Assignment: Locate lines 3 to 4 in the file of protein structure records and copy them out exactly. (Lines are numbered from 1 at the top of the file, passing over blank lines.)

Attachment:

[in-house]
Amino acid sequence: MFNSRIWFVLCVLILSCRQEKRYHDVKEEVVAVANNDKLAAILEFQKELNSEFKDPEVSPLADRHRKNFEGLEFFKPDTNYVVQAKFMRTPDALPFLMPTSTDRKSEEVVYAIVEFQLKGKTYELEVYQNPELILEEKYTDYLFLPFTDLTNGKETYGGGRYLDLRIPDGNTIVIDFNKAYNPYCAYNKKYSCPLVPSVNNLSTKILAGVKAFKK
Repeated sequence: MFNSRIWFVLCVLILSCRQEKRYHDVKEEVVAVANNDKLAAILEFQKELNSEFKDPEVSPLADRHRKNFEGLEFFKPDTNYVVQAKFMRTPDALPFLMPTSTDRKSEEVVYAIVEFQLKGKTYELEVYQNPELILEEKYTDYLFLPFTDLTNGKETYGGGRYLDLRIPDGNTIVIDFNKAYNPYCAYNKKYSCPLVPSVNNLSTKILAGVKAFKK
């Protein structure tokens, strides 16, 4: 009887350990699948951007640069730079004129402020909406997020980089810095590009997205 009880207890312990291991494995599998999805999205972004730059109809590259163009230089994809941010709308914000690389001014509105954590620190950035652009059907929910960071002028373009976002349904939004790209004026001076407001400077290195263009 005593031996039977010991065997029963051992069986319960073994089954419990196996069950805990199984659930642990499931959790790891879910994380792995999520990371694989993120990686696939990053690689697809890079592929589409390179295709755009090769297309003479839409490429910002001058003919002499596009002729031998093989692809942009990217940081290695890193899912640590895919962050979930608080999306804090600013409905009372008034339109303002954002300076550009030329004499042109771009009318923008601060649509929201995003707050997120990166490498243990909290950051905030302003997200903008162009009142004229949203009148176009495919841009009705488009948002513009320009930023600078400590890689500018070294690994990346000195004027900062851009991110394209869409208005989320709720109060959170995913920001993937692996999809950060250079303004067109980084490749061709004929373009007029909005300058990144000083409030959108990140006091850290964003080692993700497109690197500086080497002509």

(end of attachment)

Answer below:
Repeated sequence: MFNSRIWFVLCVLILSCRQEKRYHDVKEEVVAVANNDKLAAILEFQKELNSEFKDPEVSPLADRHRKNFEGLEFFKPDTNYVVQAKFMRTPDALPFLMPTSTDRKSEEVVYAIVEFQLKGKTYELEVYQNPELILEEKYTDYLFLPFTDLTNGKETYGGGRYLDLRIPDGNTIVIDFNKAYNPYCAYNKKYSCPLVPSVNNLSTKILAGVKAFKK
């Protein structure tokens, strides 16, 4: 009887350990699948951007640069730079004129402020909406997020980089810095590009997205 009880207890312990291991494995599998999805999205972004730059109809590259163009230089994809941010709308914000690389001014509105954590620190950035652009059907929910960071002028373009976002349904939004790209004026001076407001400077290195263009 005593031996039977010991065997029963051992069986319960073994089954419990196996069950805990199984659930642990499931959790790891879910994380792995999520990371694989993120990686696939990053690689697809890079592929589409390179295709755009090769297309003479839409490429910002001058003919002499596009002729031998093989692809942009990217940081290695890193899912640590895919962050979930608080999306804090600013409905009372008034339109303002954002300076550009030329004499042109771009009318923008601060649509929201995003707050997120990166490498243990909290950051905030302003997200903008162009009142004229949203009148176009495919841009009705488009948002513009320009930023600078400590890689500018070294690994990346000195004027900062851009991110394209869409208005989320709720109060959170995913920001993937692996999809950060250079303004067109980084490749061709004929373009007029909005300058990144000083409030959108990140006091850290964003080692993700497109690197500086080497002509």